The Eroded Trust of Toyota

 Toyota’s recent woes with automobile manufacturing defects and the dragging of their feet in responding to the resulting safety and customer issues has left a lot of people feeling cold right now.  This, combined with the record brisk temps we’ve been having anyway  is wreaking havoc on the car buying public and our collective psyche. 

Well, maybe I’m the only one who’s collective psyche is cold.  

 John Rosevear of the The Motley Fool points out that the problem really isn’t so much the safety issues, which are bad and need fixing, but more with the “company’s longtime pattern of responding to problems with a mix of denial and foot shuffling.”

 And apparently it is going to get worse. 

John goes on to say that,

 “Officials in high places in the U.S. are getting cranky…on Tuesday [February 16th], the Department of Transportation ordered Toyota to turn over documents related to various safety issues.  That may not sound like a big deal, but it is — the DOT is aggressively looking for evidence that Toyota knew of safety defects but didn’t take appropriate action. And if they find that evidence? Oh boy.”

Suddenly, it’s getting hot in here.

Many companies have faced recalls – I distinctly remember Johnson & Johnson’s recall of its Tylenol product  as I worked for The Southland Corporation (parent company of  7-ELEVEN food stores) at the time and in the absence of our area manager had to tell our franchise owners to remove the analgesic from the shelves.  Bad situation.  Good decision.

But the product recall itself is not the entire issue; the more important issue is how the company deals with the recall.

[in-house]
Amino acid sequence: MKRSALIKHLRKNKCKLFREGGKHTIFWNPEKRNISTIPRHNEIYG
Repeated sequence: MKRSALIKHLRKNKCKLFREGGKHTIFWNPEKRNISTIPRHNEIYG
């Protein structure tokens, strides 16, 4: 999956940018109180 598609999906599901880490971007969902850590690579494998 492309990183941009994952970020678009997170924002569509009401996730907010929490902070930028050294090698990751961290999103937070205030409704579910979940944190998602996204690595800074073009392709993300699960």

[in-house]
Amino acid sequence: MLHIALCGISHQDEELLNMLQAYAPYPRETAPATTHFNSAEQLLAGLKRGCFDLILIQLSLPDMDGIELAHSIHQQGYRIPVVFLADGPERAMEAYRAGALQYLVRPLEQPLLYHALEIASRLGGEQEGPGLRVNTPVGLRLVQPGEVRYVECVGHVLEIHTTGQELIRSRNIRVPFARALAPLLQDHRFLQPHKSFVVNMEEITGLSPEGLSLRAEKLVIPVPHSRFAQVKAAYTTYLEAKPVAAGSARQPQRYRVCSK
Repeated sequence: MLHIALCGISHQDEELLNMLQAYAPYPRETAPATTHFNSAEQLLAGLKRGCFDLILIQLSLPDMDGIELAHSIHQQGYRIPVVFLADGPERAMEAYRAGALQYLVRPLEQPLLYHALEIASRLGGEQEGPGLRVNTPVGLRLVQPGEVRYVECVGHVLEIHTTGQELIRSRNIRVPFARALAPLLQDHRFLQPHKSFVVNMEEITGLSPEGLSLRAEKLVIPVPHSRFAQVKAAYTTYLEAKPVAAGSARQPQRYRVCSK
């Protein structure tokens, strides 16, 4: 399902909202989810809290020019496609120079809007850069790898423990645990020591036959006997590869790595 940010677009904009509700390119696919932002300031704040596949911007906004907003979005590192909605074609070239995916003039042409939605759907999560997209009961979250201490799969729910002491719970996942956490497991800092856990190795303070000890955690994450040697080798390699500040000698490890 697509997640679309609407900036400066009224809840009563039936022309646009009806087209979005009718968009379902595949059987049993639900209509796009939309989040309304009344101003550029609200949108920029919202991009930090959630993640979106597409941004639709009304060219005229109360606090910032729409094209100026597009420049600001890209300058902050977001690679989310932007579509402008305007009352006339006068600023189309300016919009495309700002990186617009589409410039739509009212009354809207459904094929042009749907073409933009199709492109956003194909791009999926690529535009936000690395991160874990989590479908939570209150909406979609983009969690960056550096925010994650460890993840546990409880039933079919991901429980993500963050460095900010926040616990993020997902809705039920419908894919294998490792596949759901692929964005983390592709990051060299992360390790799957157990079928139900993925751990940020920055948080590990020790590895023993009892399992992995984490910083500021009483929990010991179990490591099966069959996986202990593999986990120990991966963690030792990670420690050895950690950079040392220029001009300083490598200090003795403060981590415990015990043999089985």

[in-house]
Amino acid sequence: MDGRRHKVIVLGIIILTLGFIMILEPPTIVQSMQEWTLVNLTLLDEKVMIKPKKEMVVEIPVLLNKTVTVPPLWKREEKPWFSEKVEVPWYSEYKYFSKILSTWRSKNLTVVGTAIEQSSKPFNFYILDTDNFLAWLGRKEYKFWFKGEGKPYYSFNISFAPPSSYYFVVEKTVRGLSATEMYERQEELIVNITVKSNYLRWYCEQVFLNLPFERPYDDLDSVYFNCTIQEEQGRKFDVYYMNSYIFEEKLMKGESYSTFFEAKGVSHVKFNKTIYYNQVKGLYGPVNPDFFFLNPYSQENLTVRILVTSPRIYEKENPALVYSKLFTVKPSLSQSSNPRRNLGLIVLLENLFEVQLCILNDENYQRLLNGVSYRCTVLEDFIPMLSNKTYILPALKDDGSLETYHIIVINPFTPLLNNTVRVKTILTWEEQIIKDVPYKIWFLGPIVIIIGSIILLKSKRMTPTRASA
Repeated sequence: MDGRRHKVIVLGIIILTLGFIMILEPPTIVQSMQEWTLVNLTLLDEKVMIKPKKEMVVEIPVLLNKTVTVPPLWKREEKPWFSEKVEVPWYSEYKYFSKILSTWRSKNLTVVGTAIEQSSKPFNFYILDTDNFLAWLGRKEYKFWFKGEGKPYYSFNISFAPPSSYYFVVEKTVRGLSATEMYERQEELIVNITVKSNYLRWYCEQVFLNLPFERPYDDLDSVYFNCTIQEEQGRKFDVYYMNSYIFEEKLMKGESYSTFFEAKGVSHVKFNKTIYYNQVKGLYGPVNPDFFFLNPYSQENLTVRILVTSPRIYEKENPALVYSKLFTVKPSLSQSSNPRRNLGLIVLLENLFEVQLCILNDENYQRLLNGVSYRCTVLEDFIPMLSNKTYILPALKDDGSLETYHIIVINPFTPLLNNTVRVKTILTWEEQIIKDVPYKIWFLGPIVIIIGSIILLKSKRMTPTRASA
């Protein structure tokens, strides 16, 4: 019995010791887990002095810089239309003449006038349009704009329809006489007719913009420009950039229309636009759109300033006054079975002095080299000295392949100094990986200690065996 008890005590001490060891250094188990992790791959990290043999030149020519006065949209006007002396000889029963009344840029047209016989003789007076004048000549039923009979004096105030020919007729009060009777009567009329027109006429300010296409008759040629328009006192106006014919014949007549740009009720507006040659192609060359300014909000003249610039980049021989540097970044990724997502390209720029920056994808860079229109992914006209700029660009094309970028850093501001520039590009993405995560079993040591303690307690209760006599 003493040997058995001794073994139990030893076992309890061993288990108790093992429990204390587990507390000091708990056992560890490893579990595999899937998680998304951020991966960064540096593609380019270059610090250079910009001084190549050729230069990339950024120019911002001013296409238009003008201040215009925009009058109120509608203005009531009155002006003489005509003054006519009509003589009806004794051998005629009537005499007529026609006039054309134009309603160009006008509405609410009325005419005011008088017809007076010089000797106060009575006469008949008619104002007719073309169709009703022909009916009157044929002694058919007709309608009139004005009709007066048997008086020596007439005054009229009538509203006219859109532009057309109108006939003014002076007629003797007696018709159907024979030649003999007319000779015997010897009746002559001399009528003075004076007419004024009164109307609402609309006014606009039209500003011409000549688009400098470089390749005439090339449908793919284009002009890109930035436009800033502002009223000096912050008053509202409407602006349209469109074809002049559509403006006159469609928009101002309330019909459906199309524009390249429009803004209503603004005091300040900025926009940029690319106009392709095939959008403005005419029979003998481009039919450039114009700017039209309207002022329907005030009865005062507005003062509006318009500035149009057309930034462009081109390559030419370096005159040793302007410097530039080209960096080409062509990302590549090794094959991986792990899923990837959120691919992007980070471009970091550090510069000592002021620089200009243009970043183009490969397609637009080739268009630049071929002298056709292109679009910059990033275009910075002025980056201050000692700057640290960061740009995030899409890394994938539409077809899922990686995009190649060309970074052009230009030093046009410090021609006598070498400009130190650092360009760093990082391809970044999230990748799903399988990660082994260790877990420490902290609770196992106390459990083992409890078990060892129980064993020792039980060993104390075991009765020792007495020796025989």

Which really is trust, isn’t it  — customer trust in whether or not it is safe to purchase the company’s products, and employee trust in whether or not leadership is upfront in walking the talk.

J&J’s doing a great job.  Toyota’s not.

The president of Toyota’s Georgetown, KY plant says company workers are taking the series of recalls personally.

Of course they are.

It seems that Toyota built its reputation on excellence, reliability, customer service and value.  But the company values listed on its website say:  “We believe…in hard work…that good neighbors make good company and vice versa…that the world is getting bigger, but resources aren’t…in the value of diversity – it’s what makes life interesting.”

I don’t about you, but I don’t take away anything about integrity and trust from those values.  Maybe they are implied, but if company leadership refuses to accept responsibility for its mistakes and doesn’t even acknowledge that trust and integrity are important components of doing business, then what can employees believe in?

Now, I’m not saying that if it’s not written down, it doesn’t exist.  But we do know that mutual trust is a critical factor in the employer-employee relationship.  If trust exists, employees have a pretty good idea of what company life they can expect and how the company will behave.  When that trust has been breached, as it has been with Toyota, that relationship changes dramatically.

Or maybe the relationship really wasn’t there to begin with.

The best way to maintain trust is to keep from breaking it in the first place.  Leadership integrity, as demonstrated by behavior, is crucial.  That’s Leadership 101.

So, it really is not just Toyota’s products that need to be recalled; I think it’s also time to recall its leadership.


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